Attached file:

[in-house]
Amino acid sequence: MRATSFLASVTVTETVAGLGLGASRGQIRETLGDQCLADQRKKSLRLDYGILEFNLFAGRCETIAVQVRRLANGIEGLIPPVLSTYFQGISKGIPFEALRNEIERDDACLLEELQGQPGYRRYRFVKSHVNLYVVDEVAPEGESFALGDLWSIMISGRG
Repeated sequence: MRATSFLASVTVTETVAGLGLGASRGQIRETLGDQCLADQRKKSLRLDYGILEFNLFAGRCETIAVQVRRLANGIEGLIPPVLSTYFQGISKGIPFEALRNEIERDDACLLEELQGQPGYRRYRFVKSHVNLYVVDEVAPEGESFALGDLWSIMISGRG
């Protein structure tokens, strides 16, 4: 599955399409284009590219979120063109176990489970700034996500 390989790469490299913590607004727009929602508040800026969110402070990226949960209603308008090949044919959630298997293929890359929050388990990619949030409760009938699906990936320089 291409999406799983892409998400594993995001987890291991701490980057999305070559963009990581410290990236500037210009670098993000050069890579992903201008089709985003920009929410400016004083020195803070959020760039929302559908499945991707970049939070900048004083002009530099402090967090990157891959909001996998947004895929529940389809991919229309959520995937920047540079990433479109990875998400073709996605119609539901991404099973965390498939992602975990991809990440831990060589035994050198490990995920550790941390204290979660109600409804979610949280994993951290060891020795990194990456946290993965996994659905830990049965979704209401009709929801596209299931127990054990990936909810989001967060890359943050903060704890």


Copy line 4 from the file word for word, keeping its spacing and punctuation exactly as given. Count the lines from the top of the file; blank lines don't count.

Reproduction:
């Protein structure tokens, strides 16, 4: 599955399409284009590219979120063109176990489970700034996500 390989790469490299913590607004727009929602508040800026969110402070990226949960209603308008090949044919959630298997293929890359929050388990990619949030409760009938699906990936320089 291409999406799983892409998400594993995001987890291991701490980057999305070559963009990581410290990236500037210009670098993000050069890579992903201008089709985003920009929410400016004083020195803070959020760039929302559908499945991707970049939070900048004083002009530099402090967090990157891959909001996998947004895929529940389809991919229309959520995937920047540079990433479109990875998400073709996605119609539901991404099973965390498939992602975990991809990440831990060589035994050198490990995920550790941390204290979660109600409804979610949280994993951290060891020795990194990456946290993965996994659905830990049965979704209401009709929801596209299931127990054990990936909810989001967060890359943050903060704890």